History matters: 
Garcetti and the history of Jewish politics

With Eric Garcetti’s election on May 21, the mayors of the three largest cities in the United States — Michael Bloomberg in New York, Rahm Emanuel in Chicago and Garcetti in Los Angeles — are all Jews.
May 29, 2013

With Eric Garcetti’s election on May 21, the mayors of the three largest cities in the United States — Michael Bloomberg in New York, Rahm Emanuel in Chicago and Garcetti in Los Angeles — are all Jews. This is a remarkable phenomenon, perhaps most of all because of how unremarked upon, and thus unremarkable, it is. There has not been a major manifestation of anti-Semitism protesting this development. Nor has there been wild celebration within the Jewish community. Why not? For the simple reason that Garcetti’s triumph culminates, rather than inaugurates, a long process of Jewish political empowerment in the United States. Simply put, Jews have arrived to the point that their appearance at the very center of the political mainstream merits no special attention. In our own city, three of the top four candidates for mayor in the recent primary — Garcetti, Wendy Greuel and Jan Perry — were Jewish or married to a Jew.

The question of how this came about in this city is an intriguing story. The current moment of Jewish political empowerment in Los Angeles is not altogether without precedent, but instead harks back to the formative era of the community’s history. In fact, we can speak of three phases in L.A. Jewish political history, each roughly a half-century in duration and marked by its own character. (Leading L.A. political analyst Raphael Sonenshein has traced these phases in his various studies. More recently, the three phases have been the subject of detailed analysis by Karen Wilson, Caroline Luce and Amy Shevitz in their fine essays in “Jews in the Los Angeles Mosaic,” the book that accompanies the superb exhibition on L.A. Jewry now on view at the Autry National Center.)

The opening phase, extending roughly from 1850 to 1900, featured the arrival of the first Jews to the modern city of Los Angeles. Primarily of Central European origin, the founding families, including the Newmarks, Hellmans, Kremers, Lazards and Meyers, were quickly integrated into the economic, social, cultural and political life of the city. Settled in downtown Los Angeles, they mixed easily among the diverse groups in town — the Mexicans, Chinese and Anglos, among others. They became prominent merchants, were extremely active in civic organizations (Jewish and non-), and served in a variety of political capacities. One of the Jews elected to City Council, Prussian-born Bernard Cohn, became acting mayor of the city on several occasions in 1878. Los Angeles was a commercial entrepôt, creating an ambience of tolerance and openness in which Jews were welcome.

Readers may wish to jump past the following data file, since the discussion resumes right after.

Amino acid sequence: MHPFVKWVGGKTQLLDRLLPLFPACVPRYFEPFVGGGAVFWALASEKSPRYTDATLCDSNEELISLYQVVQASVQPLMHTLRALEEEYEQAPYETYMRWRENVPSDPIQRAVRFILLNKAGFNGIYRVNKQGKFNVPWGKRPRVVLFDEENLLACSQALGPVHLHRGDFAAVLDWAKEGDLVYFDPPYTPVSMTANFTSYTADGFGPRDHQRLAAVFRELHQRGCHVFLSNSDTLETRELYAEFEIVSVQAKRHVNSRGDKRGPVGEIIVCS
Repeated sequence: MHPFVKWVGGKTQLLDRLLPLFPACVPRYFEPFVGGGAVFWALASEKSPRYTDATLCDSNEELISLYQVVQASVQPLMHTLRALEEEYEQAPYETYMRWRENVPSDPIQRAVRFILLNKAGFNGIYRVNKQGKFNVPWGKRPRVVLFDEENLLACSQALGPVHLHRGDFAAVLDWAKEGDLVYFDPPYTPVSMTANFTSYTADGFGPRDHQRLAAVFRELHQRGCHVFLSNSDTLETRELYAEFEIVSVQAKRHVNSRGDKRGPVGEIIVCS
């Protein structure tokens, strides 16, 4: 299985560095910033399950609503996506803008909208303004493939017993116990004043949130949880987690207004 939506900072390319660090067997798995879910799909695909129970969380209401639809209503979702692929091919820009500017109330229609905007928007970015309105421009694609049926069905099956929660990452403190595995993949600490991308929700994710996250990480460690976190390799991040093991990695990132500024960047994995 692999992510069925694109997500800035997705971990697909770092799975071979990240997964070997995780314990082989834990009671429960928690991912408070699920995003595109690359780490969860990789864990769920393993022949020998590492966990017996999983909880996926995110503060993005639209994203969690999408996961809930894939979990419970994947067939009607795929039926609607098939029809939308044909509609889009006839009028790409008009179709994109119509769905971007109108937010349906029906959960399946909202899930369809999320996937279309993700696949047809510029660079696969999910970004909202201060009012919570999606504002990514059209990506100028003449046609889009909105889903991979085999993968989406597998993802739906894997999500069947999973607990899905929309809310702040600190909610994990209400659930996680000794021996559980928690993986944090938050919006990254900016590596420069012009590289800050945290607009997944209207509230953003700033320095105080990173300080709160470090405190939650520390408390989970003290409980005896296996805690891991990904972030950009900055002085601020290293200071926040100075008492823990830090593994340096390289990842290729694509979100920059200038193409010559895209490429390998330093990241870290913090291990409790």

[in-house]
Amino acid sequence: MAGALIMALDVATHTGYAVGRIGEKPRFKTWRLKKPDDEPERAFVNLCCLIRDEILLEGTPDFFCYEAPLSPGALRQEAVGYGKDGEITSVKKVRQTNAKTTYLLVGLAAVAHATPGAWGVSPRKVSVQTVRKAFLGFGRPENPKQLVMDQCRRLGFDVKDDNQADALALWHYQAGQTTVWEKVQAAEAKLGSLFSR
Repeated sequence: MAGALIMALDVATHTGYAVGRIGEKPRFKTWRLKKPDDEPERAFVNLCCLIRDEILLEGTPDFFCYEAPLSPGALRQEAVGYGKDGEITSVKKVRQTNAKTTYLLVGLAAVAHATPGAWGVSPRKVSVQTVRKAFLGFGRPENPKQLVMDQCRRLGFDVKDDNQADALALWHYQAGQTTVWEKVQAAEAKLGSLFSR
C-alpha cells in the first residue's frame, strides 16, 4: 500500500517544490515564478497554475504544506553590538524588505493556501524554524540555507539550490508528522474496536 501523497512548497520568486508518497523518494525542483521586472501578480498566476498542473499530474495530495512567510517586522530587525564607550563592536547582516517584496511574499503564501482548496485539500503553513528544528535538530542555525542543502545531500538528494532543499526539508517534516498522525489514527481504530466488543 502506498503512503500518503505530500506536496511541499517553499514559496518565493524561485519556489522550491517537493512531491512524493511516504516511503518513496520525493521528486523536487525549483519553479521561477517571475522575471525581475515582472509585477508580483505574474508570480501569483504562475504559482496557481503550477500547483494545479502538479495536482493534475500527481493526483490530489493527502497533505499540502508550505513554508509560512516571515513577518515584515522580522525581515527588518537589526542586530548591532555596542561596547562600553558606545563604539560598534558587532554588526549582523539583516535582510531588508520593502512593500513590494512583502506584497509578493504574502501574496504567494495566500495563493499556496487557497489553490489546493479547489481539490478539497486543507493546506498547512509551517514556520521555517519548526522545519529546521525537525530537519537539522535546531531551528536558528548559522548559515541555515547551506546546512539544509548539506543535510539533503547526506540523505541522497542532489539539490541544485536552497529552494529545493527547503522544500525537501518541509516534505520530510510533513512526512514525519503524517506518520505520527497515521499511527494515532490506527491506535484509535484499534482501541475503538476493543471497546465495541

If this first phase was marked by integration, the second phase, stretching broadly from 1900 to 1950, was marked by marginalization and disempowerment. It also was distinguished by spectacular growth in the city’s and Jewish community’s population. From the 136 Jews counted in 1881, the Jewish community numbered 2,500 in 1900 and then continued to grow exponentially, moving from 43,000 in 1923 to 315,000 in 1951. Large waves of Jewish newcomers came from Eastern Europe, and smaller numbers of Sephardic Jews from Turkey and Rhodes. There was also a noticeable influx of both Jews and gentiles from the Midwest, a migratory pattern that left a profound, and increasingly conservative, imprint on the city. To be sure, it was in this era that Boyle Heights became a major center of Jewish life, humming with cultural, religious and (often radical) political activity. It was also this era that witnessed the rise of the Jewish moguls in Hollywood, intent on creating, as Neal Gabler argued in his 1989 book of that name, “An Empire of Their Own.” And yet, Jews of all stripes, origins and classes were exposed to potent new forms of anti-Semitism, as well as to rising barriers to their integration into the social and political mainstream. 

The third phase in the story of L.A. Jewish politics commenced symbolically in 1953, the year in which the first Jewish woman, Rosalind Wiener Wyman, was elected, at the age of 23, to the Los Angeles City Council. This signal achievement reversed the previous decades of political neglect and paved the way for the defining force in L.A. politics of the past half-century: the renowned Bradley coalition that drew on the combined strengths of the African-American and Jewish communities to elect Tom Bradley as mayor in 1973. This coalition featured the new assertiveness of Westside Jews, who had left behind Boyle Heights and become leading representatives of a liberal politics that continues to characterize Jews in Los Angeles and elsewhere to this day. Among the alumni of this coalition are leading Jewish political figures of our time, such as Henry Waxman, Howard Berman, Zev Yaroslavsky and a former Bradley aide named Wendy Greuel. It was the Bradley coalition that opened the way for today’s stunning degree of Jewish political participation that reversed the neglect of the previous era and restored the political power held by Jews in the original phase.

Eric Garcetti thus should be seen not only as the first Jewish mayor of our city. Along with new City Attorney Mike Feuer and Controller Ron Galperin, he is heir to a 60-year process of Jewish political re-enfranchisement that curiously calls to mind the earliest years in the history of modern Los Angeles.

David N. Myers teaches Jewish history and chairs the UCLA History Department.

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